Human beings always seem to want answers. The more technology available to us the more we delve into our search for information. We Google everything! It’s not a bad thing but I do wonder about our loss of appreciation for the mysterious, the impossible to understand.
As mainline Christian denominations face declining numbers, I see this as a common denominator for many of us who want to make church and religion “user friendly” and more palatable to the seekers of the twenty-first century. There are certainly welcoming strategies we should put in place to make the newcomer feel less of a stranger. Are we also trying to eliminate any sense of mystery in our well-meaning approach?
In my humble opinion, we do both our ancient and venerable tradition a disservice when we compromise our worship by trying to appeal to folks we think will only darken our doors if we cater to contemporary tastes in music and ritual. In fact, it seems that our millennial generation find time-honored, mystical yet authentic forms of worship more compelling than not. Recognizing the frenetic, noisy, competetive world in which most of them have to operate this is not a surprise.
This Sunday at the church* at which I am rector we will offer a celebration of Choral Evensong that concludes with a rite called “Benediction.” The exquisite music sung by our adult choir will feature nineteenth and twentieth century composers and will be awe-inspiring. Candles, incense and rose-colored vestments all help transport the audience to a “thin place” which conveys an aura of deep mystery. Then, near the end of this fifty minute service, a consecrated wafer – the Bread of Life – is displayed in a golden vessel and raised over the people in an act of blessing.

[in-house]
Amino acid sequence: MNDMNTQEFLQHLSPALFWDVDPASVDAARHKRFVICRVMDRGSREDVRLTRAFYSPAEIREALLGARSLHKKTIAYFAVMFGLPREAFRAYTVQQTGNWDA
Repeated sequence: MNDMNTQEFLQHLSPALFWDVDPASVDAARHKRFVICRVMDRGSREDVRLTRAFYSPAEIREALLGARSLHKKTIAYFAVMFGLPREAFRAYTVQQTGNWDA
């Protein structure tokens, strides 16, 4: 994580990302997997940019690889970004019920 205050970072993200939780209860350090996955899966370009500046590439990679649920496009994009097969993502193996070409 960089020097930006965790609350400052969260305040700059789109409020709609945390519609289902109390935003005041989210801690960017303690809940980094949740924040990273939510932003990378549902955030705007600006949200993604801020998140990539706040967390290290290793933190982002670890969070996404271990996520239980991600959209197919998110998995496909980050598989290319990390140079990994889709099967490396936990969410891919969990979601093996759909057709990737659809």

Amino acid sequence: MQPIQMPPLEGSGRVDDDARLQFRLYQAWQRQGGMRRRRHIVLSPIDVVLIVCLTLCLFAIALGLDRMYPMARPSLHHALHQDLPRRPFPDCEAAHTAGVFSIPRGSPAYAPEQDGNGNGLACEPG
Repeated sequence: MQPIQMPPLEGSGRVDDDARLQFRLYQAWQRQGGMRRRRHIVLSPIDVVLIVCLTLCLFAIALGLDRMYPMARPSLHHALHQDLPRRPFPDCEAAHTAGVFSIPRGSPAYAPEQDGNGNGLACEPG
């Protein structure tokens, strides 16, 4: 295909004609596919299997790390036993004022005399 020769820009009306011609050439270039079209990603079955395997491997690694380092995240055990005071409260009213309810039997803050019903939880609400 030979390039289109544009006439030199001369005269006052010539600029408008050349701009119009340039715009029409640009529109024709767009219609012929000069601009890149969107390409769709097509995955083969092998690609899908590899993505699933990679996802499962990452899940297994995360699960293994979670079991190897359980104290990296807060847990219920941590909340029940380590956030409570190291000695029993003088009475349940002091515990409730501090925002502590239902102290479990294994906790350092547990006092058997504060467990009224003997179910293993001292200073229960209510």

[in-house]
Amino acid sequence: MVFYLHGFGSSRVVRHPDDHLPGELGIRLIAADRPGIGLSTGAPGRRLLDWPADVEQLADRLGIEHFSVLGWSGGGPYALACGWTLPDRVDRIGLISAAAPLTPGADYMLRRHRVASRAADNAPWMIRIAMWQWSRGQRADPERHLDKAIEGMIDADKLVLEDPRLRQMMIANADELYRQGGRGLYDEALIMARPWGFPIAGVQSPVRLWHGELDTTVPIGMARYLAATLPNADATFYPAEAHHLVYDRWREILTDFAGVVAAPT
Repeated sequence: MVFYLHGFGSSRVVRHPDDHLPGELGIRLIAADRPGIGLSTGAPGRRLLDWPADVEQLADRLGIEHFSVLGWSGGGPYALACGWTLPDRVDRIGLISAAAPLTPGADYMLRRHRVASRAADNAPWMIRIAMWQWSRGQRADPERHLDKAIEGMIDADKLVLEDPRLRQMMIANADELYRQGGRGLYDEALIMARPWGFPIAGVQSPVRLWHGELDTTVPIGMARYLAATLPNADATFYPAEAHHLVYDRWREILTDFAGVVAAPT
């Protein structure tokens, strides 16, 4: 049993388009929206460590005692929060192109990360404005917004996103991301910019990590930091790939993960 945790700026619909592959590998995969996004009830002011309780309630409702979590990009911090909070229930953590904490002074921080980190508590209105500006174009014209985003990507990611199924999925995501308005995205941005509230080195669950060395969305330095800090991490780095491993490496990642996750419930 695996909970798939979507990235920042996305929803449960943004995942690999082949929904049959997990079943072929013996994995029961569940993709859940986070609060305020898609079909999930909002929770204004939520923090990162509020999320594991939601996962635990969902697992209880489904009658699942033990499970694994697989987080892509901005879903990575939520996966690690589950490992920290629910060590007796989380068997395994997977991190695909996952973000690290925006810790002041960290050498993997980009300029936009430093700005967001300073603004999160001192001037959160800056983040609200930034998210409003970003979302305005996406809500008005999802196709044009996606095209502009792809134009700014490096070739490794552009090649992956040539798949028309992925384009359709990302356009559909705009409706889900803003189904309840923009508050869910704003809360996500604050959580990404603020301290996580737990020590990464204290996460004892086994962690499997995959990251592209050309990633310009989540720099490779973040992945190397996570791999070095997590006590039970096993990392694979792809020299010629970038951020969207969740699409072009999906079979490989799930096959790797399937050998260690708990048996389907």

This all may seem strange to some. It is certainly not the norm in most churches. It is – this whole notion that Jesus might be present in the bread put into our hands during the Eucharist or put on view in such a public and peculiar way – very mysterious, very difficult to understand. Yet, wherever we land in terms of our belief about how Christ is present in such an ordinary substance as bread, there is something to be said for the kind of mystery it represents, especially in a culture where we have such a burning desire to figure everything out.
The way I see it, we could all use a little more “difficult or impossible to understand” moments in life, a little more mystery, if only to remind us that there is One greater than we are and who is the Author of all that is known and unknown.
*Choral Evensong and Benediction of the Blessed Sacrament will be offered at 5 pm on Sunday, March 26, at St. Paul’s on the Green, 60 East Avenue, Norwalk, CT. All are welcome—believers, doubters, the unchurched, bored Christians and non-Christians.